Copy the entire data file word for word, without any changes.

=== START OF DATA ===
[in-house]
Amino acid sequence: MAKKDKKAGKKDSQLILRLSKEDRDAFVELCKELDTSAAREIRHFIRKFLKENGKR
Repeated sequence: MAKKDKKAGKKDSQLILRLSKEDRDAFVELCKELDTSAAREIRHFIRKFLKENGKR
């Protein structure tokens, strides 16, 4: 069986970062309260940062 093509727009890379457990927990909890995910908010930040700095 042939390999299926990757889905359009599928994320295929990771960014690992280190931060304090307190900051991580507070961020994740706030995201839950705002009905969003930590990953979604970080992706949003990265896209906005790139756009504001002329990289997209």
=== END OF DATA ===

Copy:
[in-house]
Amino acid sequence: MAKKDKKAGKKDSQLILRLSKEDRDAFVELCKELDTSAAREIRHFIRKFLKENGKR
Repeated sequence: MAKKDKKAGKKDSQLILRLSKEDRDAFVELCKELDTSAAREIRHFIRKFLKENGKR
């Protein structure tokens, strides 16, 4: 069986970062309260940062 093509727009890379457990927990909890995910908010930040700095 042939390999299926990757889905359009599928994320295929990771960014690992280190931060304090307190900051991580507070961020994740706030995201839950705002009905969003930590990953979604970080992706949003990265896209906005790139756009504001002329990289997209």